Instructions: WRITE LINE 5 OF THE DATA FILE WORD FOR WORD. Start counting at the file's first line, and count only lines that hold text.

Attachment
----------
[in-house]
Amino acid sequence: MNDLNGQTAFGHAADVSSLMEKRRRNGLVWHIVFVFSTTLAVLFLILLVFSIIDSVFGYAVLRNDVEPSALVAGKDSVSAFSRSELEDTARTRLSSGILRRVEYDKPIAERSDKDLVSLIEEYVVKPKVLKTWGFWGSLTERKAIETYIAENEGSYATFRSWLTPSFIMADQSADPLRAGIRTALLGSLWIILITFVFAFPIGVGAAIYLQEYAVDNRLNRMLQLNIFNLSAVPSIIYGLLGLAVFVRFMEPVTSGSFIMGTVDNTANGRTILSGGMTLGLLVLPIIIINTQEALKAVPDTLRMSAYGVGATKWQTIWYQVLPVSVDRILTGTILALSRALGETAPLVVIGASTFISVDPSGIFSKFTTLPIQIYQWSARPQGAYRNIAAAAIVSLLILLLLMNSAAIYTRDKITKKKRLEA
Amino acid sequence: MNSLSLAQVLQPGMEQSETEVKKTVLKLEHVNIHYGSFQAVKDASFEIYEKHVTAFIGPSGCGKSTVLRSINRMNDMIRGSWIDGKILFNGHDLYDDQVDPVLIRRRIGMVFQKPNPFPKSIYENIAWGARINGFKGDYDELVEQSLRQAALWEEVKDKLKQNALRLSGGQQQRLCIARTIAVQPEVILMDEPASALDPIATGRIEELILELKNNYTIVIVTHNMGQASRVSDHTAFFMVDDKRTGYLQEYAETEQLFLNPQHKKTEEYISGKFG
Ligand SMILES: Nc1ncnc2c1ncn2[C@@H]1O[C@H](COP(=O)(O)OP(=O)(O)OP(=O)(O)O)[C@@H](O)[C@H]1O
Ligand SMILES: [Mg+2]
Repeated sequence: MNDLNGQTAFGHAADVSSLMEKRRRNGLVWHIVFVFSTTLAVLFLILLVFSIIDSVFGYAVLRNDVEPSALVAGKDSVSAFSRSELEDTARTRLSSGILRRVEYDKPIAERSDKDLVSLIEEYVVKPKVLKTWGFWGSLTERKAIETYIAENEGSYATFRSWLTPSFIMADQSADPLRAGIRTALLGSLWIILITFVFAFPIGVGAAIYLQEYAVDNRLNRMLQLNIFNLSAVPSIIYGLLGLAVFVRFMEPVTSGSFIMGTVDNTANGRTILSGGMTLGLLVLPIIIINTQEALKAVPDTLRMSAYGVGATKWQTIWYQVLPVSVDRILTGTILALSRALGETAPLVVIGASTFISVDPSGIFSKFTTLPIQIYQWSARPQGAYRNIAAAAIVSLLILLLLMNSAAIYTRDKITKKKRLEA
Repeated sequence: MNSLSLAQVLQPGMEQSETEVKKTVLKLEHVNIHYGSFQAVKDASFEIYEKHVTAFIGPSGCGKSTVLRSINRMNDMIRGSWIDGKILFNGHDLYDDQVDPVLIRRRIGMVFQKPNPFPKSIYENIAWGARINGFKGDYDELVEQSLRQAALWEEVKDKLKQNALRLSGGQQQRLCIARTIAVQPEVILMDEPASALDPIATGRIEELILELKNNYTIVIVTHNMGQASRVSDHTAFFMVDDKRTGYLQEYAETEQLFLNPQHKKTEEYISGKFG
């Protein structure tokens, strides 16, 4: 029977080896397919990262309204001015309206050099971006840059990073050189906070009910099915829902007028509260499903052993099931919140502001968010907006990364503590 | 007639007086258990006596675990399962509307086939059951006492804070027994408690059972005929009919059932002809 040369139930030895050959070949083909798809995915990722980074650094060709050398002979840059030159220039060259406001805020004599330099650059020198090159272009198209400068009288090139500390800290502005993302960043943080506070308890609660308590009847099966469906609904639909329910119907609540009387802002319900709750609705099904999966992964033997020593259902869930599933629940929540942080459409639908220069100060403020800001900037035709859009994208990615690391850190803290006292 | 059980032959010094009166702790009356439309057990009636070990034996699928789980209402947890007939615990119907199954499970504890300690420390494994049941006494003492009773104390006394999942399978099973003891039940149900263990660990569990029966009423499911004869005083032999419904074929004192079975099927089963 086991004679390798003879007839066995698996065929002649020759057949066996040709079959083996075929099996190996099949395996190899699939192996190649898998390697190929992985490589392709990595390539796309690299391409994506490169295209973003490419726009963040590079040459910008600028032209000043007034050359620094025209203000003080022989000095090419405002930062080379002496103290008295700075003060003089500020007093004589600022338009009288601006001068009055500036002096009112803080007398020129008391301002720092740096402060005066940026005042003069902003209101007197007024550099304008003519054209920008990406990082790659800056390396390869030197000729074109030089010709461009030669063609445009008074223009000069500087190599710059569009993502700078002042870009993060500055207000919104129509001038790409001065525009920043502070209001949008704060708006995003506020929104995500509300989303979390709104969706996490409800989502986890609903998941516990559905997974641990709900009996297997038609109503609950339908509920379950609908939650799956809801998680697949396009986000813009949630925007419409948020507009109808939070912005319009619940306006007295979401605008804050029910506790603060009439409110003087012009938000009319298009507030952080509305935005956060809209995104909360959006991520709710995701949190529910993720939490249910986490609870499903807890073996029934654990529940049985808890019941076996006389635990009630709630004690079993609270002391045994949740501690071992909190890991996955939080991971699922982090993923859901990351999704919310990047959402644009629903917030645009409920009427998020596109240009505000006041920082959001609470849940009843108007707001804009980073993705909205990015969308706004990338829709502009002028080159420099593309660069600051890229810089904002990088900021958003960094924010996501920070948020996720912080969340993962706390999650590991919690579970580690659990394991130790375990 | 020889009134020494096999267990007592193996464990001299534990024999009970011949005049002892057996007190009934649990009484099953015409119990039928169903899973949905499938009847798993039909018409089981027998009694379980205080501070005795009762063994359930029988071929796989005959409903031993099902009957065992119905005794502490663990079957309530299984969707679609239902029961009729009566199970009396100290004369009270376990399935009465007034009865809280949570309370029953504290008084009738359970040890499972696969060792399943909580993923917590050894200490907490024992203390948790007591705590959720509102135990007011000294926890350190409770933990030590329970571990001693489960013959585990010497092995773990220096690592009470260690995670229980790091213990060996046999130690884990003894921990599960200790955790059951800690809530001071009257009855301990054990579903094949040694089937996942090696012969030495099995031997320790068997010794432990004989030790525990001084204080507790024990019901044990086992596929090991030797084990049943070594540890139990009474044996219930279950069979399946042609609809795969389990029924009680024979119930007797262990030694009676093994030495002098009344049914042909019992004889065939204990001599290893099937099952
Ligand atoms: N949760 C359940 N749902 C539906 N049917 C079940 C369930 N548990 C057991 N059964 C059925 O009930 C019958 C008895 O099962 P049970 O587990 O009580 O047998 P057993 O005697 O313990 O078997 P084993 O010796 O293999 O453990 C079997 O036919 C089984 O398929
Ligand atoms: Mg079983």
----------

Ligand SMILES: [Mg+2]